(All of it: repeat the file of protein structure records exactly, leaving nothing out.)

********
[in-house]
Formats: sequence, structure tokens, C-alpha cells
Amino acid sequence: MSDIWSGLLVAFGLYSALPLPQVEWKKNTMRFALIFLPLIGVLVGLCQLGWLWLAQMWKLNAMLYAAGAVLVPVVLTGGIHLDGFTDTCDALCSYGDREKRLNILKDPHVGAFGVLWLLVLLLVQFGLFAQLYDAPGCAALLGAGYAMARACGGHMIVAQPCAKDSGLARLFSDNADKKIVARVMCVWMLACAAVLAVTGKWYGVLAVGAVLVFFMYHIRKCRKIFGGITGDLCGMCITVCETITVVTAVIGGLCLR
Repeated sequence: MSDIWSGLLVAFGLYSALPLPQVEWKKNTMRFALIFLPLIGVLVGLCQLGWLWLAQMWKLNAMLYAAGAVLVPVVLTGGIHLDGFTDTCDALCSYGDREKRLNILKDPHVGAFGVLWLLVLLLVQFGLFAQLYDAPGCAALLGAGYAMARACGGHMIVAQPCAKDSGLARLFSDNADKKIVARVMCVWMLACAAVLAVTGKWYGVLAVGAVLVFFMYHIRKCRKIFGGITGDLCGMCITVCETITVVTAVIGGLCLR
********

[in-house]
Formats: sequence, structure tokens, C-alpha cells
Amino acid sequence: MSDIWSGLLVAFGLYSALPLPQVEWKKNTMRFALIFLPLIGVLVGLCQLGWLWLAQMWKLNAMLYAAGAVLVPVVLTGGIHLDGFTDTCDALCSYGDREKRLNILKDPHVGAFGVLWLLVLLLVQFGLFAQLYDAPGCAALLGAGYAMARACGGHMIVAQPCAKDSGLARLFSDNADKKIVARVMCVWMLACAAVLAVTGKWYGVLAVGAVLVFFMYHIRKCRKIFGGITGDLCGMCITVCETITVVTAVIGGLCLR
Repeated sequence: MSDIWSGLLVAFGLYSALPLPQVEWKKNTMRFALIFLPLIGVLVGLCQLGWLWLAQMWKLNAMLYAAGAVLVPVVLTGGIHLDGFTDTCDALCSYGDREKRLNILKDPHVGAFGVLWLLVLLLVQFGLFAQLYDAPGCAALLGAGYAMARACGGHMIVAQPCAKDSGLARLFSDNADKKIVARVMCVWMLACAAVLAVTGKWYGVLAVGAVLVFFMYHIRKCRKIFGGITGDLCGMCITVCETITVVTAVIGGLCLR